Why am I writing about this if I can’t change the passive coach and it’s unlikely that my daughter will do anything other than get angry?  I’m writing because I find it almost incomprehensible that there are people out there who think that they have the right to yell at anyone.  This kind of narcissism is so alien to me.  There are certainly situations in which one has the right and even the duty to tell people what to do and to tell them what they’re doing wrong:  a parent to a child, a teacher to a student, a sergeant or chief to a new recruit, an employer to an employee, etc.  What my daughter is dealing with, though, are just ordinary girls (usually popular in school) who believe that they are entitled to tell everyone else not just what to do, but what they’re doing wrong.

It’s narcissism, plain and simple.  One of my favorite romance novels (you know I like them), involves a woman escaping from an abusive relationship to a narcissist.  In Lisa Kleypas’s Blue-Eyed Devil, Kleypas has as good a summary as I’ve ever seen of what a narcissist is, how he or she thinks, and how he or she controls people:

I was welcomed into a small, cozy office with a sofa upholstered in flowered yellow twill, by a therapist who didn’t seem all that much older than me. Her name was Susan Byrnes, and she was dark-haired and bright-eyed and sociable. It was a relief beyond description to unburden myself to her. She was understanding and smart, and as I described things I had felt and gone through, it seemed she had the power to unlock the mysteries of the universe.

Susan said Nick’s behavior fit the pattern of someone with narcissistic personality disorder, which was common for abusive husbands. As she told me about the disorder, it felt as if she were describing my life as it had been for the past year. A person with NPD was domineering, blaming, self-absorbed, intolerant of others’ needs . . . and they used rage as a control tactic. They didn’t respect anyone else’s boundaries, which meant they felt entitled to bully and criticize until their victims were an absolute mess.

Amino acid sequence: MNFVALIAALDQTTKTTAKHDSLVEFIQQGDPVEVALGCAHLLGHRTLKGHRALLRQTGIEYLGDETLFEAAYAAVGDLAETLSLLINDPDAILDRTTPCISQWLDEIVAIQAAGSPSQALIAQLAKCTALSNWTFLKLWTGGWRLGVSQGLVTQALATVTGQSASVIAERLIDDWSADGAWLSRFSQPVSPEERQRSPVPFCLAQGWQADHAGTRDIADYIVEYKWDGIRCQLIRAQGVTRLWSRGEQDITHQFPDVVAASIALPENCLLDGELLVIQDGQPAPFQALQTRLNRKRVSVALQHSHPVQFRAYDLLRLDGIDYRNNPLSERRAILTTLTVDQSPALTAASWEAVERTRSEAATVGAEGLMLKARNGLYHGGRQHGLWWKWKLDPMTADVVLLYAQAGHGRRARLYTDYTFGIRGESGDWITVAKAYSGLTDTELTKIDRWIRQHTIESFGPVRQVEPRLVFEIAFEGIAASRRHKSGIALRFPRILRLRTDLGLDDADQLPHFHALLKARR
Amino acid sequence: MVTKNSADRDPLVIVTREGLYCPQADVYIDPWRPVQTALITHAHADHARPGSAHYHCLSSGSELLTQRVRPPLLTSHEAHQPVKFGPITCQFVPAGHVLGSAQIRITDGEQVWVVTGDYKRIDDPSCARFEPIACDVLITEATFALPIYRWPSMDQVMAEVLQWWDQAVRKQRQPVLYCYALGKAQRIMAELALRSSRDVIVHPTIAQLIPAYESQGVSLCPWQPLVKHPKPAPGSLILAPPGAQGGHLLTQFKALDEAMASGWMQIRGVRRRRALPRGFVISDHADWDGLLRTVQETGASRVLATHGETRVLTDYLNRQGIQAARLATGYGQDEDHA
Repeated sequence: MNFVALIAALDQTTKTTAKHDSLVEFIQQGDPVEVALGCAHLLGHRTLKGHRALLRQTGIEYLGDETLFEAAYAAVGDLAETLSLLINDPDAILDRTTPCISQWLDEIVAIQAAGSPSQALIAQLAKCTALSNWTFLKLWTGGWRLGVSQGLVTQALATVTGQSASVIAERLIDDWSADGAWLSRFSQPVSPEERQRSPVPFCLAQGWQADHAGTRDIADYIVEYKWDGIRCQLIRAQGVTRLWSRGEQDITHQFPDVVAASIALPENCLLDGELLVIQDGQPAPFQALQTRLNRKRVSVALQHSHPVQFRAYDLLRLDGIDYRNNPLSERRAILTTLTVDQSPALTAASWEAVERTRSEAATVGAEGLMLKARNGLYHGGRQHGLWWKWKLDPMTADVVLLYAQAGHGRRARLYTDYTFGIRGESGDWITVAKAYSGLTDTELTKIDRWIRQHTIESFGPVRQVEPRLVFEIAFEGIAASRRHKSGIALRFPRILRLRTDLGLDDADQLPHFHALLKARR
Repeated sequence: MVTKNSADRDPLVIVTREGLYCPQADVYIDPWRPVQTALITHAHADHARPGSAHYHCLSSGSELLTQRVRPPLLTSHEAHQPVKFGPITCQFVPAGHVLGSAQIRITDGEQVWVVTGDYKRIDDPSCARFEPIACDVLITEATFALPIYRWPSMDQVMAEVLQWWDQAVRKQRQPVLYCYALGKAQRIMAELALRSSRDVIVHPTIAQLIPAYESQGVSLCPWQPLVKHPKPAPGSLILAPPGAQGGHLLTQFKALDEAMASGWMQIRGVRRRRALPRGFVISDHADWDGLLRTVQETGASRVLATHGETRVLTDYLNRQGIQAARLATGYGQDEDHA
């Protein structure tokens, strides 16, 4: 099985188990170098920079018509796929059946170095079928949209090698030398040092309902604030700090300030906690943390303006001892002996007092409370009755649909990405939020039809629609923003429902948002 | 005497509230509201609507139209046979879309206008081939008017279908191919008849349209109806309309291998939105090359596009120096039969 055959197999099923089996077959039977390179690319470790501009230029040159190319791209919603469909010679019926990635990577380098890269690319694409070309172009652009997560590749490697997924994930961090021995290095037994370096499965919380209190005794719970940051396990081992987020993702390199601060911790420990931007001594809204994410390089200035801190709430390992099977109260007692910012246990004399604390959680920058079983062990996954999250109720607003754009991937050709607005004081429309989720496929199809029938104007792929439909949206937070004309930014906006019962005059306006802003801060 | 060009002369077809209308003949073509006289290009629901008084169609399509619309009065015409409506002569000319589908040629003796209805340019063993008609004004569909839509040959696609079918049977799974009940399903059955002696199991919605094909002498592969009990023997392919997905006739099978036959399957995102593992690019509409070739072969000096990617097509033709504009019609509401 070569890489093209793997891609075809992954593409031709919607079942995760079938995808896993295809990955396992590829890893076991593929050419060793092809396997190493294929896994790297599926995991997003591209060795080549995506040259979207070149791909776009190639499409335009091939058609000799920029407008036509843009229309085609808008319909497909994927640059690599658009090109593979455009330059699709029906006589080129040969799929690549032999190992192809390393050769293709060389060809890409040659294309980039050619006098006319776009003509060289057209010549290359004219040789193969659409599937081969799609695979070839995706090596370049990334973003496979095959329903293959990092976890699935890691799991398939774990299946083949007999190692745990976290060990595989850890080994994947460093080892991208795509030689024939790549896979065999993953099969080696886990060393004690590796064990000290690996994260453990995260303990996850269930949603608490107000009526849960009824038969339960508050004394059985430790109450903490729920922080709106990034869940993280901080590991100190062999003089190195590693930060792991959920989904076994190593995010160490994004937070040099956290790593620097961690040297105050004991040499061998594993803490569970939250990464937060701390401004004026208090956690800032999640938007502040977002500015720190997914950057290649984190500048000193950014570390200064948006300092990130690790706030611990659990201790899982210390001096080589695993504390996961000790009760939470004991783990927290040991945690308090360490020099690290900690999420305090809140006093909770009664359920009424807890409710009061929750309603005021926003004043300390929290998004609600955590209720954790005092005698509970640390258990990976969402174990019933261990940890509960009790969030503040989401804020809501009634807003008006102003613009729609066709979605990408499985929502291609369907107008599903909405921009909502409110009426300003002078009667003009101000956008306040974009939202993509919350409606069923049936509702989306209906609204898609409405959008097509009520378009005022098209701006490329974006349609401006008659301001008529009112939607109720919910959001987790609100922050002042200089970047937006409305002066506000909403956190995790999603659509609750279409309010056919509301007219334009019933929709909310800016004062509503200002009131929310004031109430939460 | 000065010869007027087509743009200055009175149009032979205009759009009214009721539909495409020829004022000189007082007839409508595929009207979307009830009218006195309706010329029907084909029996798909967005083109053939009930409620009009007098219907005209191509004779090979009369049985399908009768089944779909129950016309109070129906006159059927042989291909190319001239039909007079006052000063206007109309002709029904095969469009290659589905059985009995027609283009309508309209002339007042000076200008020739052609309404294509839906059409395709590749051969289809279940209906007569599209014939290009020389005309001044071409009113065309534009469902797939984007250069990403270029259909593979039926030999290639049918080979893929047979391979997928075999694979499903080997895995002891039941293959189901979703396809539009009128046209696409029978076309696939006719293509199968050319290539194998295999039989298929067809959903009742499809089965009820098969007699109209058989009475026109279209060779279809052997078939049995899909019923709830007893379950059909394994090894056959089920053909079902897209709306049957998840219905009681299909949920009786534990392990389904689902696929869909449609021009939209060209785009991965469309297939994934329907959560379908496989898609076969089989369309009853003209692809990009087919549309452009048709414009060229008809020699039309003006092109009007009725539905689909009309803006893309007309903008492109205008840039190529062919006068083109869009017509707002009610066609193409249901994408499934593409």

Having a personality disorder was different from being crazy, as Susan explained, because unlike a crazy person, a narcissist could control when and where he lost his temper. He’d never beat up his boss at work, for example, because that would be against his own interests. Instead he would go home and beat up his wife and kick the dog. And he would never feel guilty about it, because he would justify it and make excuses for himself. No one’s pain but his own meant anything to him.

“So you’re saying Nick’s not crazy, he’s a sociopath?” I asked Susan.

“Well . . . basically, yes. Bearing in mind that most sociopaths are not killers, they’re just nonempathetic and highly manipulative.”

“Can he ever be fixed?”

She shook her head immediately. “It’s sad to think about what kind of abuse or neglect might have made him that way. But the end result is that Nick is who he is. Narcissists are notoriously resistant to therapy. Because of their sense of grandiosity, they don’t ever see the need to change.” Susan had smiled darkly, as if at some unpleasant memory. “Believe me, no therapist wants a narcissist to walk in the door. It only results in massive frustration and a waste of time.”

(Kleypas, Lisa, Blue-Eyed Devil (pp. 92-93). Macmillan. Kindle Edition.

When I look around at the number of people, from the White House down, who believe that they exist on a different plane and are therefore entitled unfettered right to criticize others, I have to ask whether this was always the case, or if the last fifty years — since Marxists took over parenting ideas and education — have created a generation of self-righteous narcissists.  What do you think?

Oh, and here’s just the right video for this post: